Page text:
Colin Mills, compiler of the Hortus Camdenensis, died in late November 2012 after a short illness. As he always considered the Hortus his legacy, it is his family's intention to keep the site running in perpetuity. It will not, however, be updated in the near future.

Acer saccharum subsp. nigrum (F.Michx.) Desmarais

Large tree with deeply furrowed black bark and 3-lobed leaves.  To 40m.  [RHSD, Hortus]. Distinguished from the Sugar Maple, Acer saccharum Marsh which see, by the 5-lobed leaves of the latter.

Horticultural & Botanical History

First botanicaly described as Acer nigrum by Micheaux in 1818 [N. Amer. Sylv. vol.2, p.238/1818]. Considered as a subspecies of Acer saccharum Marsh. by Desmarais [Brittonia vol.7, p.382/1952] and Acer saccharum subsp. nigrum (F.Michx.) Desmarais is the botanical name by which it is known today.

Figured in Sargent - Silva of North America, Supplement vol.XIII, t. DCXXV/1892, the figure used here. ‘Acer nigrum is distributed from the valley of the St. Lawrence River in the neighborhood of Montreal southward to the valley of Cold River, New Hampshire,2 and through western Vermont,3 and westward through northern New York, Ontario,4 the southern peninsula of Michigan, Indiana, Illinois, and Iowa, to northeastern South Dakota,5 western Missouri,6 and eastern Kansas,7 and southward through western New York and Pennsylvania to southwestern Virginia 8 and Kentucky. Comparatively rare near Montreal and in Vermont, the Black Maple becomes more abundant farther west, and, growing with the Sugar Maple, it can be distinguished at a glance from that tree in summer by its heavy drooping leaves, which make it a conspicuous object in the forest or by the roadside, and at all seasons of the year by the color of its young branches. In Iowa it almost entirely replaces Acer Saccharum, and it is the only Sugar Maple of South Dakota.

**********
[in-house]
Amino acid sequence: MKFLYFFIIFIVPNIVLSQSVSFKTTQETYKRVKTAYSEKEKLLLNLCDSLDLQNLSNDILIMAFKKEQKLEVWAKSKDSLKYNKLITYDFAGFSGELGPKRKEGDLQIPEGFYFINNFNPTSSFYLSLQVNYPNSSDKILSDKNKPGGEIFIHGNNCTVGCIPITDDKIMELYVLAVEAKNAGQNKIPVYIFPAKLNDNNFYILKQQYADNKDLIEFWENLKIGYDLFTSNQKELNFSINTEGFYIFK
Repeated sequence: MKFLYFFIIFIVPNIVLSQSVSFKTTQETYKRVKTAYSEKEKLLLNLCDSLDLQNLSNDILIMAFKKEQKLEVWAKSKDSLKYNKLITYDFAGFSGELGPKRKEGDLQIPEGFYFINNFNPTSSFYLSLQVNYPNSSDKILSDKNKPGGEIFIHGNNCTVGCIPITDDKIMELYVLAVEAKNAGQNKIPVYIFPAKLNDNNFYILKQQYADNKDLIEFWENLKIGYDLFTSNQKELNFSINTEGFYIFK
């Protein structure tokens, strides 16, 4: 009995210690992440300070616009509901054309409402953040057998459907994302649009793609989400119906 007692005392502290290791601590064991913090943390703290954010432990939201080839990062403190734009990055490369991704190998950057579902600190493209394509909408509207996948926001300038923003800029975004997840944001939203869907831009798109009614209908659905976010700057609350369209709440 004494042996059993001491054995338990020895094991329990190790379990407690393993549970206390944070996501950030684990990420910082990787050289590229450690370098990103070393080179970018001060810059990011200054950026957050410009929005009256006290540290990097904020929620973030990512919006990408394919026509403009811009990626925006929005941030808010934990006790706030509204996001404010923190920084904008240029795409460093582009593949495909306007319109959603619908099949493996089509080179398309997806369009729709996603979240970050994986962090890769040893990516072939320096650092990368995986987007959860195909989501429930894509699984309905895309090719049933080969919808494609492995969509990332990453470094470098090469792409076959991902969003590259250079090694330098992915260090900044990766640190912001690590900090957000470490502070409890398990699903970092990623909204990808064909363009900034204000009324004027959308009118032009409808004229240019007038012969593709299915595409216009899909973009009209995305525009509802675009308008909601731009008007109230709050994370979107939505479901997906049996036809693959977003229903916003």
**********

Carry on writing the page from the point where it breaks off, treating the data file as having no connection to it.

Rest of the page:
The Black Maple was first distinguished by the younger Michaux. It is often cultivated as a shade tree, particularly in those parts of the country where it grows spontaneously.’ [Sargent - Silva of North America, Supplement vol.XIII, p.10/1892].

Introduced to Britain in 1812 [PD].

History at Camden Park

Grown in the gardens before 1843.  Listed in all published catalogues [T.698/1843].

Negundium americanum DC. ex Loud. is an accepted synonym of Acer negundo L. which see.  But Macarthur clearly identifies this tree as Black Ash rather than Ash-leaved Maple so it seems likely that the Linnean binomial given by him is incorrect and that Acer saccharum subsp. nigrum (F.Michx.) Desmarais was intended.


Published Feb 19, 2009 - 05:26 PM | Last updated Jun 14, 2011 - 04:58 PM

The line drawing depicts leaves, flowers and fruits.

Acer nigrum Michx. | Sargent - Silva of North America, Supplement vol.XIII, t. DCXXV/1892 | BHL

Family Aceraceae
Region of origin

North America

  • Acer nigrum Michx.
  • Acer saccharum var. nigrum (F.Michx.) Torr. & A.Gray
  • Saccharodendron nigrum (F.Michx.) Small
Common Name

Black Maple

Name in the Camden Park Record

Negundium Americanum - Black Ash

Confidence level medium